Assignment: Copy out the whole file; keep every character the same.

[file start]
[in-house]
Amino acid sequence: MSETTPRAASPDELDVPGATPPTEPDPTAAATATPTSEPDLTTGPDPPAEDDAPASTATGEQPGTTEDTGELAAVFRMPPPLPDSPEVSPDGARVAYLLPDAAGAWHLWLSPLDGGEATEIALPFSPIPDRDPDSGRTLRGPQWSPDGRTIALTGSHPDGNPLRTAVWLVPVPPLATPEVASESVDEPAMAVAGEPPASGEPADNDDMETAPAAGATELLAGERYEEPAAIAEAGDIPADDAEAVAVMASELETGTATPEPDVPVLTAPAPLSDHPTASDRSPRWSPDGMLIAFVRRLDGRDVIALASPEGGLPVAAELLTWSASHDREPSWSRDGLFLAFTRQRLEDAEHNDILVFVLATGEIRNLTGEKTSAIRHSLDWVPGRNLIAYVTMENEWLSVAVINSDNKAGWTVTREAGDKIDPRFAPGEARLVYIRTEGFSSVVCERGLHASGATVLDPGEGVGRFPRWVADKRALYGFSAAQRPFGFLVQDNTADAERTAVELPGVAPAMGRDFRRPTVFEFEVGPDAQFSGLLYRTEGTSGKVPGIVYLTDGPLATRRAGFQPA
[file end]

[in-house]
Amino acid sequence: MSETTPRAASPDELDVPGATPPTEPDPTAAATATPTSEPDLTTGPDPPAEDDAPASTATGEQPGTTEDTGELAAVFRMPPPLPDSPEVSPDGARVAYLLPDAAGAWHLWLSPLDGGEATEIALPFSPIPDRDPDSGRTLRGPQWSPDGRTIALTGSHPDGNPLRTAVWLVPVPPLATPEVASESVDEPAMAVAGEPPASGEPADNDDMETAPAAGATELLAGERYEEPAAIAEAGDIPADDAEAVAVMASELETGTATPEPDVPVLTAPAPLSDHPTASDRSPRWSPDGMLIAFVRRLDGRDVIALASPEGGLPVAAELLTWSASHDREPSWSRDGLFLAFTRQRLEDAEHNDILVFVLATGEIRNLTGEKTSAIRHSLDWVPGRNLIAYVTMENEWLSVAVINSDNKAGWTVTREAGDKIDPRFAPGEARLVYIRTEGFSSVVCERGLHASGATVLDPGEGVGRFPRWVADKRALYGFSAAQRPFGFLVQDNTADAERTAVELPGVAPAMGRDFRRPTVFEFEVGPDAQFSGLLYRTEGTSGKVPGIVYLTDGPLATRRAGFQPA